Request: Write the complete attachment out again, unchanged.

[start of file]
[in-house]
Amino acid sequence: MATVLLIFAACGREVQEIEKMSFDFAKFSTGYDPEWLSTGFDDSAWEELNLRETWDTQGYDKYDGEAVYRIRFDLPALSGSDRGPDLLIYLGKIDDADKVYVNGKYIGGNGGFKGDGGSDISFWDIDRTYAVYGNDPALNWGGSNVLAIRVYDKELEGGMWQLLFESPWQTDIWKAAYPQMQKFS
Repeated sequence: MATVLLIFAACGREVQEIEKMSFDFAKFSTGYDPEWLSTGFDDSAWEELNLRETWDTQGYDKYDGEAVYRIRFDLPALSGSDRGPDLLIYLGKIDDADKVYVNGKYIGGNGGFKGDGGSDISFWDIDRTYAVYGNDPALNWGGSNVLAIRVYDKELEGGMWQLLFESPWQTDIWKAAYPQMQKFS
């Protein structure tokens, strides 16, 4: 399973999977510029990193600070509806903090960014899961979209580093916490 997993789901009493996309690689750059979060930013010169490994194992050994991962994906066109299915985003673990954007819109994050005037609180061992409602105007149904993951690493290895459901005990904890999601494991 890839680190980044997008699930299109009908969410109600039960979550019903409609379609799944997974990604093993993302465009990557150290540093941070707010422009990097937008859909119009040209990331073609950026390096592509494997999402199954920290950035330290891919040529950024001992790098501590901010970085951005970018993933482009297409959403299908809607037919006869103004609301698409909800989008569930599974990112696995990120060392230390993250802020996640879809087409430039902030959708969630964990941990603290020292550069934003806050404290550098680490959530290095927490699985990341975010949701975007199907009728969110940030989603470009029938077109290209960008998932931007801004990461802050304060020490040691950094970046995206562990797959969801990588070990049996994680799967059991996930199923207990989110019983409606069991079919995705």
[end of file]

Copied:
[in-house]
Amino acid sequence: MATVLLIFAACGREVQEIEKMSFDFAKFSTGYDPEWLSTGFDDSAWEELNLRETWDTQGYDKYDGEAVYRIRFDLPALSGSDRGPDLLIYLGKIDDADKVYVNGKYIGGNGGFKGDGGSDISFWDIDRTYAVYGNDPALNWGGSNVLAIRVYDKELEGGMWQLLFESPWQTDIWKAAYPQMQKFS
Repeated sequence: MATVLLIFAACGREVQEIEKMSFDFAKFSTGYDPEWLSTGFDDSAWEELNLRETWDTQGYDKYDGEAVYRIRFDLPALSGSDRGPDLLIYLGKIDDADKVYVNGKYIGGNGGFKGDGGSDISFWDIDRTYAVYGNDPALNWGGSNVLAIRVYDKELEGGMWQLLFESPWQTDIWKAAYPQMQKFS
């Protein structure tokens, strides 16, 4: 399973999977510029990193600070509806903090960014899961979209580093916490 997993789901009493996309690689750059979060930013010169490994194992050994991962994906066109299915985003673990954007819109994050005037609180061992409602105007149904993951690493290895459901005990904890999601494991 890839680190980044997008699930299109009908969410109600039960979550019903409609379609799944997974990604093993993302465009990557150290540093941070707010422009990097937008859909119009040209990331073609950026390096592509494997999402199954920290950035330290891919040529950024001992790098501590901010970085951005970018993933482009297409959403299908809607037919006869103004609301698409909800989008569930599974990112696995990120060392230390993250802020996640879809087409430039902030959708969630964990941990603290020292550069934003806050404290550098680490959530290095927490699985990341975010949701975007199907009728969110940030989603470009029938077109290209960008998932931007801004990461802050304060020490040691950094970046995206562990797959969801990588070990049996994680799967059991996930199923207990989110019983409606069991079919995705």